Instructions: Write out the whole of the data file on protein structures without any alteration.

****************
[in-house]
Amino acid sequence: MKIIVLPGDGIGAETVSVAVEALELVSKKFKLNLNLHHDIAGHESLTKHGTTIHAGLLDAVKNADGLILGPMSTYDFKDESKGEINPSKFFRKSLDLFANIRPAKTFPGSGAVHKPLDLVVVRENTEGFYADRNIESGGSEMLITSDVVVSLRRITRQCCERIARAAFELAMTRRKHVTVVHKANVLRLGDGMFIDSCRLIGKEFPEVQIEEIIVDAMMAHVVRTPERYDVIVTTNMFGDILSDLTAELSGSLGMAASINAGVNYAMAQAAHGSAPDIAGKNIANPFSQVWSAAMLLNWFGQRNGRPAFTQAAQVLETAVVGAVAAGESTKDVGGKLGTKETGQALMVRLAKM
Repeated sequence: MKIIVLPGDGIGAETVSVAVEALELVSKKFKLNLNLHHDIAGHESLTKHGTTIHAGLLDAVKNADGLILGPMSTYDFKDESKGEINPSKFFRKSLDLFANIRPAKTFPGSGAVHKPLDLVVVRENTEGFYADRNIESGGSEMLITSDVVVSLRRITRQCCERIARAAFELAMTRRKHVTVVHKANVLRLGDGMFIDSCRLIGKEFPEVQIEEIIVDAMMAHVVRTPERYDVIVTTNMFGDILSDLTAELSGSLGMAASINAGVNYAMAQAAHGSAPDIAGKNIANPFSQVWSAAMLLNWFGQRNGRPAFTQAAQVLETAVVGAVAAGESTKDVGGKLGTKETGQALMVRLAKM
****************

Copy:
[in-house]
Amino acid sequence: MKIIVLPGDGIGAETVSVAVEALELVSKKFKLNLNLHHDIAGHESLTKHGTTIHAGLLDAVKNADGLILGPMSTYDFKDESKGEINPSKFFRKSLDLFANIRPAKTFPGSGAVHKPLDLVVVRENTEGFYADRNIESGGSEMLITSDVVVSLRRITRQCCERIARAAFELAMTRRKHVTVVHKANVLRLGDGMFIDSCRLIGKEFPEVQIEEIIVDAMMAHVVRTPERYDVIVTTNMFGDILSDLTAELSGSLGMAASINAGVNYAMAQAAHGSAPDIAGKNIANPFSQVWSAAMLLNWFGQRNGRPAFTQAAQVLETAVVGAVAAGESTKDVGGKLGTKETGQALMVRLAKM
Repeated sequence: MKIIVLPGDGIGAETVSVAVEALELVSKKFKLNLNLHHDIAGHESLTKHGTTIHAGLLDAVKNADGLILGPMSTYDFKDESKGEINPSKFFRKSLDLFANIRPAKTFPGSGAVHKPLDLVVVRENTEGFYADRNIESGGSEMLITSDVVVSLRRITRQCCERIARAAFELAMTRRKHVTVVHKANVLRLGDGMFIDSCRLIGKEFPEVQIEEIIVDAMMAHVVRTPERYDVIVTTNMFGDILSDLTAELSGSLGMAASINAGVNYAMAQAAHGSAPDIAGKNIANPFSQVWSAAMLLNWFGQRNGRPAFTQAAQVLETAVVGAVAAGESTKDVGGKLGTKETGQALMVRLAKM